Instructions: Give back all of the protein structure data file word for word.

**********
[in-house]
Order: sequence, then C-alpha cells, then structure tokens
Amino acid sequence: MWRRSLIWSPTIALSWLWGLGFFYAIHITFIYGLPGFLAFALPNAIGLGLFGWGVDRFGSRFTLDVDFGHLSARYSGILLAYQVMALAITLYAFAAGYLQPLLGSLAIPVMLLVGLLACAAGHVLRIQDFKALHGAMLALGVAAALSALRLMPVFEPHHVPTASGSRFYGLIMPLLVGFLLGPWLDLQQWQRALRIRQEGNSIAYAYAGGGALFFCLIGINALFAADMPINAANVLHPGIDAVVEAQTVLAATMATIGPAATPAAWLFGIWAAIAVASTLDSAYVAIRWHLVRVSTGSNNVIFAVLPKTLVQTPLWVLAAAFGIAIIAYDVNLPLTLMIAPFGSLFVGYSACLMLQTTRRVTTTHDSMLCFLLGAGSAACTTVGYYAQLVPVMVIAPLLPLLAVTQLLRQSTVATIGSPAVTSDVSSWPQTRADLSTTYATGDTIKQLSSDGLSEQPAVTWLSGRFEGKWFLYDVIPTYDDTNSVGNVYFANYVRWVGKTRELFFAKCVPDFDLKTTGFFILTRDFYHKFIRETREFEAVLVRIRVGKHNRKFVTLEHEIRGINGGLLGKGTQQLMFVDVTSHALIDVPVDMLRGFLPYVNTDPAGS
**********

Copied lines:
[in-house]
Order: sequence, then C-alpha cells, then structure tokens
Amino acid sequence: MWRRSLIWSPTIALSWLWGLGFFYAIHITFIYGLPGFLAFALPNAIGLGLFGWGVDRFGSRFTLDVDFGHLSARYSGILLAYQVMALAITLYAFAAGYLQPLLGSLAIPVMLLVGLLACAAGHVLRIQDFKALHGAMLALGVAAALSALRLMPVFEPHHVPTASGSRFYGLIMPLLVGFLLGPWLDLQQWQRALRIRQEGNSIAYAYAGGGALFFCLIGINALFAADMPINAANVLHPGIDAVVEAQTVLAATMATIGPAATPAAWLFGIWAAIAVASTLDSAYVAIRWHLVRVSTGSNNVIFAVLPKTLVQTPLWVLAAAFGIAIIAYDVNLPLTLMIAPFGSLFVGYSACLMLQTTRRVTTTHDSMLCFLLGAGSAACTTVGYYAQLVPVMVIAPLLPLLAVTQLLRQSTVATIGSPAVTSDVSSWPQTRADLSTTYATGDTIKQLSSDGLSEQPAVTWLSGRFEGKWFLYDVIPTYDDTNSVGNVYFANYVRWVGKTRELFFAKCVPDFDLKTTGFFILTRDFYHKFIRETREFEAVLVRIRVGKHNRKFVTLEHEIRGINGGLLGKGTQQLMFVDVTSHALIDVPVDMLRGFLPYVNTDPAGS